This is one of the things that Judith Butler points out: habit builds, no matter what. Repeating a habit will always be double-sided and her idea of agency consists in placing ourselves precisely above the possibility of difference within repetition. In other words, for Butler, there is no morality in her idea of construction. The transgressive can be perfectly normative if it does not modify whatever patterns exist within it. Paolo Virno also argues that the political potential of art is never in its content, but in its capacity to generate forms and formats that redefine a category. Of course, he does not disdain protest, he just does not think that political art goes hand in hand with explicit political content. The mandate now is not to discipline, but to liberate. It is the era of possibility: performear o performear [to perform or to perform].
SV: In this same place, I thought about the creation in recent years of events that not only have brought more attention to performance, but of those that have been its central axis. This happens in the Biennial of Performance—with its more hierarchical and global structure—and Perfuch, an event that spans several days in UV Estudios and that is more connected to the underground scene of the eighties. The truth is that today performance is a front page for newspapers, for a magazine like Viva, and a focal point for the arteBA art fair. I think it is a phenomenon similar to the reception of the happening as a new avant-garde form in the Buenos Aires of the sixties. How do you see this appearance-reception in the Buenos Aires scene?
LG: In Buenos Aires there is a close history between friendship and performativity. An affective tradition, real and specific to artistic production (technologies of friendship, the pink movement, etc.,). Now, the overexploitation of the term performance has two or multiple facets: on the one hand, it becomes another attraction, functional to the machinery of commercialization. Precisely in times when the idea of an event is a specific form of state policy, we would only be collaborating to generate more and more events in an uncritical and generalized manner. But, in Buenos Aires (I can’t speak of Argentina as a whole for I need to do more research) there is an interesting and special understanding of criticism. Here, criticism is brazen, it comes from joy, and it’s not solemn. Also, performatic practices are taken more seriously nowadays and small projects have the possibility of developing into something. I do not necessarily think that seeing the underground performance on a magazine cover would be such a bad thing. Sometimes I think that the form of performance in Buenos Aires is indistinguishable from the digital form of the production of images, which is what I observed at Perfuch: it would seem that the production of an image is enough—or sometimes is enough—while sometimes it isn’t. And the production of an image does not account for a more uncomfortable question or a more complex experience. However, maybe what we see is not the important thing, maybe it is an excuse to generate ways of being together.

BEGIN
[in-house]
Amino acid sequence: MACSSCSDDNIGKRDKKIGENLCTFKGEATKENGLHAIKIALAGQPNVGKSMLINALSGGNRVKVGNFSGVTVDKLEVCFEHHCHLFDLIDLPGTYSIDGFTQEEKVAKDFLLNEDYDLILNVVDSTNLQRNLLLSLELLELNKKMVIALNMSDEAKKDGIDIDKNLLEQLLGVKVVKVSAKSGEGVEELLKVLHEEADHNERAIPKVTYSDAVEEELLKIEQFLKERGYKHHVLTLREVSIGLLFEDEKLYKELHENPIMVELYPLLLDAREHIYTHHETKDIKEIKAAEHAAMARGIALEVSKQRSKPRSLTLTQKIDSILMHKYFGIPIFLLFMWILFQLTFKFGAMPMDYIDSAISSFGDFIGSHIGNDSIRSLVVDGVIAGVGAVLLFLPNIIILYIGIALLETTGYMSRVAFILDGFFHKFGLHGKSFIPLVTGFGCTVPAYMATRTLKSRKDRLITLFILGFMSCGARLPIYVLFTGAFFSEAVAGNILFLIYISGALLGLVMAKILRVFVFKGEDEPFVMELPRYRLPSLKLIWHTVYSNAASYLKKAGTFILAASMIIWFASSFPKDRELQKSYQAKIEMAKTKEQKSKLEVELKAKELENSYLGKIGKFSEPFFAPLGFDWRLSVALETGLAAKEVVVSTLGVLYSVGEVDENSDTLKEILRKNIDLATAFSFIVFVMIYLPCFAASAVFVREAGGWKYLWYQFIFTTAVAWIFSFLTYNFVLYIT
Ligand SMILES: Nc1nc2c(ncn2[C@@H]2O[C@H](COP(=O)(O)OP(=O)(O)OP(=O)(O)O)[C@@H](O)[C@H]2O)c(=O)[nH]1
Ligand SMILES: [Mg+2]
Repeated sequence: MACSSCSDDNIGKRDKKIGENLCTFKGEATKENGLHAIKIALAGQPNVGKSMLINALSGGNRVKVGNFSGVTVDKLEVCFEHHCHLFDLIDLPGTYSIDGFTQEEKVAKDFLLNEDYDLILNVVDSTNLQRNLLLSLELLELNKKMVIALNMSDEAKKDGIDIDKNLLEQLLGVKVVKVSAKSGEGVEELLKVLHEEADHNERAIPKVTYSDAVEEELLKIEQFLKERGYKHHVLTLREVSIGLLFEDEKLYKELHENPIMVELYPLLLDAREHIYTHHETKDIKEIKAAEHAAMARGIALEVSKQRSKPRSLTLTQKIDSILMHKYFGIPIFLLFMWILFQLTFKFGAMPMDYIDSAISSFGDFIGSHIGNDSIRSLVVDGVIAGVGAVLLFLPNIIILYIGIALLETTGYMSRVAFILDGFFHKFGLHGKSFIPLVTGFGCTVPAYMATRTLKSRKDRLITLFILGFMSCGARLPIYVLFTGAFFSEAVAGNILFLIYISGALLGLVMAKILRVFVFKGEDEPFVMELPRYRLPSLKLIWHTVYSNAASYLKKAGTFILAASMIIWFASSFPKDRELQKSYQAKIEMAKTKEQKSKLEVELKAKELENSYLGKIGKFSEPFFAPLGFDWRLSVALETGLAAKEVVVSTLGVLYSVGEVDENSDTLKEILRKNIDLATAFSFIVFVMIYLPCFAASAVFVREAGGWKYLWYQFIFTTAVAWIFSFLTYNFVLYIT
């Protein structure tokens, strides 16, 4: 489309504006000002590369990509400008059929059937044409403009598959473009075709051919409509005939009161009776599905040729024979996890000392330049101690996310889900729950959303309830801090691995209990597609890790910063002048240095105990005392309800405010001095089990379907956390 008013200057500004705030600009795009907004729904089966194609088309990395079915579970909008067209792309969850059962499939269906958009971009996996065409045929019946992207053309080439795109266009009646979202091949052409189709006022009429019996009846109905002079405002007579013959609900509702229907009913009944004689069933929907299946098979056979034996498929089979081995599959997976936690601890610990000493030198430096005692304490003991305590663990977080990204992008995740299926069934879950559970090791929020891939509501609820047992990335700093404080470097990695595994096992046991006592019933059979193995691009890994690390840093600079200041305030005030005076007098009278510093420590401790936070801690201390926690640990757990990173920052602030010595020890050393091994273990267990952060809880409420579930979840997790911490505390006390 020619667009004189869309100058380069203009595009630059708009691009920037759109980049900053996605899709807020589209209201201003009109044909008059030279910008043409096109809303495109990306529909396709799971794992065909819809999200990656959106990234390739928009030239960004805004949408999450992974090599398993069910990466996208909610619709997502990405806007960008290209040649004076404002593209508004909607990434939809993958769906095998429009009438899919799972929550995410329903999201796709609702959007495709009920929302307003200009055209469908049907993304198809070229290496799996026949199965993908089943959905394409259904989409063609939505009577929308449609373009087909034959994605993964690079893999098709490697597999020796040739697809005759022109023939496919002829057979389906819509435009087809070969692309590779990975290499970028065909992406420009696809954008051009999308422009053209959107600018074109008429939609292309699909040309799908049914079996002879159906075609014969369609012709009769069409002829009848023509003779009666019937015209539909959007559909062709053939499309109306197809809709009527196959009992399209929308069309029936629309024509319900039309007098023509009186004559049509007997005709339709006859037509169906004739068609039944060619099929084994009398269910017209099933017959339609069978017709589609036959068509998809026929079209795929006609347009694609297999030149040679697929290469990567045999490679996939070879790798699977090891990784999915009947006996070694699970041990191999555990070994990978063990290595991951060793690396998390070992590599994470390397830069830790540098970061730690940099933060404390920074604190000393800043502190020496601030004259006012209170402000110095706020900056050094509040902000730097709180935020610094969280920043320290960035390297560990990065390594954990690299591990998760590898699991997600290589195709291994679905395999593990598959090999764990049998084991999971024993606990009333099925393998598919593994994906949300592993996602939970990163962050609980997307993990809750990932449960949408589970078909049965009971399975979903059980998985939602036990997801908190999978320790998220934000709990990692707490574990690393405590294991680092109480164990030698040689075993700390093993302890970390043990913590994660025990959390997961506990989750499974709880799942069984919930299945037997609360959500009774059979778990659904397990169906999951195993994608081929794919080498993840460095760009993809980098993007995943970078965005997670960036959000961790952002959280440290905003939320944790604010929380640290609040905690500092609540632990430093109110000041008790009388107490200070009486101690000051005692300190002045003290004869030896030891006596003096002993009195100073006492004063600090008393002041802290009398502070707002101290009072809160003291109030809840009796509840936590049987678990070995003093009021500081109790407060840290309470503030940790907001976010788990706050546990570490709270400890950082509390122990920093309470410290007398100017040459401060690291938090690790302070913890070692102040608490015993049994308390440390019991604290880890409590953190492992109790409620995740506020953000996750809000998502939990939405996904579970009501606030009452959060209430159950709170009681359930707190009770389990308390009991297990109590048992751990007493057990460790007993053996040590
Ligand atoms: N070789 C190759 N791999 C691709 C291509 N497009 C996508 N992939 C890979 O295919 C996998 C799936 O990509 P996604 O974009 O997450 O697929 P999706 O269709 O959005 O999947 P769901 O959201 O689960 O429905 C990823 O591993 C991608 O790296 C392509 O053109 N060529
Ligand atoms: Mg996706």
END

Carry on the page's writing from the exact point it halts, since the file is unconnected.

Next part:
I see the current alternative scene in two places at the same time: on the one hand, quickly adaptable and on the other, lacking critical distance. An absolutely radical and independent project could be enforcing the Ley de Mecenazgo (Law of Patronage), instead of criticizing it. But taking a binary or moral position is not useful. The shape of critical thinking almost always comes from adapting (a kind of anthropophagy) to the forms of the neoliberal subject: the exacerbation of joy, the infinite multiplication of pleasure, the cancellation of the future. How can we account for the current unrest without falling into solemnity? It is from that place that I understand that the Biennial of Performance could be as powerful as the events that took place at Perfuch; in fact, many artists participated in both. These fluctuations and accelerated transitions of power, institutions’ capacity for flexibility and elasticity to operate in an alternative way, and of the most experimental artists to enter into institutional spheres inform the moment we are living in. I think we can bet on using that flexibility to make something uncomfortable, each format and each artist will see what it will be for themselves. For example, coming back to the Laboratorio de Acción, which I see as a crack, an infiltration that has the ability to modify the dynamics of the state from something very small without losing spirit. Every project and every unit of us will find ways to inhabit these edges.


  1. TN: To perform or to perform

  2. The Vivo-Ditos inaugurated a way of understanding the work of art that came out of a recognition of the formula art=life— that is, through the artist’s simple acts and his direct contact with reality. The possibility of decision and demarcation Alberto Greco proposed in 1962, from a discursive and procedural tactic such as the “signaling” about people or objects, proposes the negation of the creation of the artistic object and encourages its dematerialization.